(Topic ID: 124876)

Buffing wheel suggestions? Bench grinder isn't the best option anymore


By ForceFlow

4 years ago



Topic Stats

  • 22 posts
  • 16 Pinsiders participating
  • Latest reply 3 years ago by Superchicken
  • Topic is favorited by 7 Pinsiders

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    #1 4 years ago

    So far, I've been buffing metal parts using an old Craftsman bench grinder with a buffing wheel, but I think it's time to move on from that. It's been ok so far, but I keep encountering limitations. Because of the metal guard around the wheel, I can only buff things of a certain size (for example, a lockbar is fine, but a coin door is impossible. Also, the wheels spin dangerously fast (too fast for buffing, anyway), so holding a part at the perfect angle is critical, otherwise it gets flung around by the wheel.

    So--is there a proper bench top buffing wheel that you can recommend that won't break the bank?

    #3 4 years ago

    Ditto Harbor Freight. Picked up one for around $60 I think pre 20% off coupon from the web, 3/4HP -- works well. Still flung some parts when I haven't been super careful but really nice to have the wheel open with no guard in the way.

    #4 4 years ago

    When using a buffing wheel remove metal guard, all it will do is get something stuck in it.

    #5 4 years ago

    Different size buffer wheels in a drill may be a good solution.

    #6 4 years ago

    What guards? I simply removed them and put on two 8" buffing wheels. Leather on the left for metal and cotton on the right for plastics. Everything shiny on the Acrylic Pinball was done on this machine. (Coin door, side rails, cabinet pieces, etc.)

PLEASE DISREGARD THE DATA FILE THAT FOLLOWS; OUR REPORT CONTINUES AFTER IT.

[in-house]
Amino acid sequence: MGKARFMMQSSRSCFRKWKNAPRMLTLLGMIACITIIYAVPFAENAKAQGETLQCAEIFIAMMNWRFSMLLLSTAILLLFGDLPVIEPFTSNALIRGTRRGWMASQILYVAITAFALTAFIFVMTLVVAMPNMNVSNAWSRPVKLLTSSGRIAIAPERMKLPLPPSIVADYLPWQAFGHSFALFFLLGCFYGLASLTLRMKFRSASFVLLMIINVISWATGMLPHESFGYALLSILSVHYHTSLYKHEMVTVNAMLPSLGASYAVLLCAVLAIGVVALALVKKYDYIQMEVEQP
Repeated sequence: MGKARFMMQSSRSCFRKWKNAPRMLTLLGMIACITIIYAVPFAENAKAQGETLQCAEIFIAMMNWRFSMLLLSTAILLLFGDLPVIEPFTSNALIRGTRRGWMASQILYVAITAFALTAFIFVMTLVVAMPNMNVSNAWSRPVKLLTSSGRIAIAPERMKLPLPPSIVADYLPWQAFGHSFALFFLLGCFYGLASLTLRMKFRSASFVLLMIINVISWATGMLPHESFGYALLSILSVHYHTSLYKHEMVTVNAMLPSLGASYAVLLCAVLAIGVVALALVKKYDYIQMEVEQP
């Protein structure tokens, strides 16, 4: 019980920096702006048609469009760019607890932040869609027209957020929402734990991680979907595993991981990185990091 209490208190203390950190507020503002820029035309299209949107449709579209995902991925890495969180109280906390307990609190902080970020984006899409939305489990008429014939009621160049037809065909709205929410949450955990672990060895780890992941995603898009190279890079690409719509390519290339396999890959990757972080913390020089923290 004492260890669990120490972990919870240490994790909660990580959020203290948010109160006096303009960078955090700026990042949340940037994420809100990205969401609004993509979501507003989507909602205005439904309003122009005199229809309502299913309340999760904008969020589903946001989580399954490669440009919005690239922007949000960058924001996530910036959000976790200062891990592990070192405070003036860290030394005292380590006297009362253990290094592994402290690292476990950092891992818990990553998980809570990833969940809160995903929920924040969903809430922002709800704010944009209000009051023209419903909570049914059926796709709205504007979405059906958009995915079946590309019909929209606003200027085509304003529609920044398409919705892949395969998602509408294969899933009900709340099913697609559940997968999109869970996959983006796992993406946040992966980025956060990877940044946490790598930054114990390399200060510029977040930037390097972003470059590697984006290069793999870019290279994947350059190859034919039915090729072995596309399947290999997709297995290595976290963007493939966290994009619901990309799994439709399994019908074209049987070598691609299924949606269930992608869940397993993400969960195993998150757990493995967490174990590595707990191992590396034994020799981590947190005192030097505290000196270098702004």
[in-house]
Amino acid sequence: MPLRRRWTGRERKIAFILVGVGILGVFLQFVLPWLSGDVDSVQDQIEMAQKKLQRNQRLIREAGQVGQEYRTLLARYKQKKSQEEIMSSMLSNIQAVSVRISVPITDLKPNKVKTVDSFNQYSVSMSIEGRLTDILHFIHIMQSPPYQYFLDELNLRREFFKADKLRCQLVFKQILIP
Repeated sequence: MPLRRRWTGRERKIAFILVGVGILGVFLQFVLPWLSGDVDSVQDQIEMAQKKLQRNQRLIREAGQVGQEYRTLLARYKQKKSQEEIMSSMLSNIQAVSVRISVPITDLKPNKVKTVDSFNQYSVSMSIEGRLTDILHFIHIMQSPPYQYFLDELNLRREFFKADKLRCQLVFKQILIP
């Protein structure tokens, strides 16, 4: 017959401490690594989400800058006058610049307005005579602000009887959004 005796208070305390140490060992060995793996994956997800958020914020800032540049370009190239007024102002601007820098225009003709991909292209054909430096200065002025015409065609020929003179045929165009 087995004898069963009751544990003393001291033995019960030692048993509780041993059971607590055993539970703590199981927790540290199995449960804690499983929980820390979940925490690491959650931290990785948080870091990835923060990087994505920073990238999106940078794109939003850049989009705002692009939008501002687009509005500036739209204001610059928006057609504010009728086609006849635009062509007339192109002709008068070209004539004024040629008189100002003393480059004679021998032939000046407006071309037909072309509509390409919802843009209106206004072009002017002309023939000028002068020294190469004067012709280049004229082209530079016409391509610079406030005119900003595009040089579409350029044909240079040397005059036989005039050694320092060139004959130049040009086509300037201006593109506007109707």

IMG_3686.JPG

    #7 4 years ago

    ForceFlow,
    Mk1Mod0 has the right idea. I'd call it spot on and with some bar polish you actually couldn't do any better. Just make sure they're is room around you, gloves on and eye protection. As far as wheel speed, you do need it for polishing metals but if you go to a 6" wheel the surface speed will decrease just a bit but you'll be closer to the machine. When doing large parts, take your time and think before every turn of the part not to snag an upper edge, it'll hurt.
    I've owned a buffing/polishing shop for 35 + years and that's the way we do it except our pedestal wheels are 18"
    You can pick up small quantities of polishing supplies here at tptools.com
    Good people with fast shipping

    Good luck and be careful

    #8 4 years ago

    Oh, just in case there's someone out there from OSHA, we do have all of our machines guarded :neener:and with an 18" wheel, plenty of it sticks out to work.
    But the one I have at home is almost the same setup as above.

    #10 4 years ago
    Quoted from Mk1Mod0:

    What guards? I simply removed them and put on two 8" buffing wheels.

    Quoted from crlush:

    When using a buffing wheel remove metal guard, all it will do is get something stuck in it.

    My bench grinder's guard is part of the main casing. The only parts that are removable are the side covers for switching out the wheels.

    Quoted from waltrr:

    As far as wheel speed, you do need it for polishing metals but if you go to a 6" wheel the surface speed will decrease just a bit but you'll be closer to the machine.

    I was under the impression that a buffing wheel was set at a significantly lower rpm than a bench grinder, making it a bit safer to use. Is that not the case?

    Quoted from waltrr:

    ForceFlow,
    Mk1Mod0 has the right idea. I'd call it spot on and with some bar polish you actually couldn't do any better. Just make sure they're is room around you, gloves on and eye protection.

    I've heard two schools of thought on gloves--some folks say to use gloves, and others not to because there is a risk of them getting caught in the wheel and pulling your hand in. Is that true, and which is the better approach?

    #11 4 years ago

    On motor speeds usually they are 3600rpm you can find motors that are 1750 rpm I have one i use to spin a wire wheel for cleaning rusty or gummed up parts. If you cant remove the guard you might want to go and get one of the wide shaft buffing motors that will let you do bigger pieces, i saw a dual speed buffing motor that would run 3600 or 1750 rpm if you want to run at slower speeds it just takes longer. If you dont feel comfortable wearing gloves than dont, without a guard there really isn't much chance of getting it caught in anything but its better to be safe than sorry.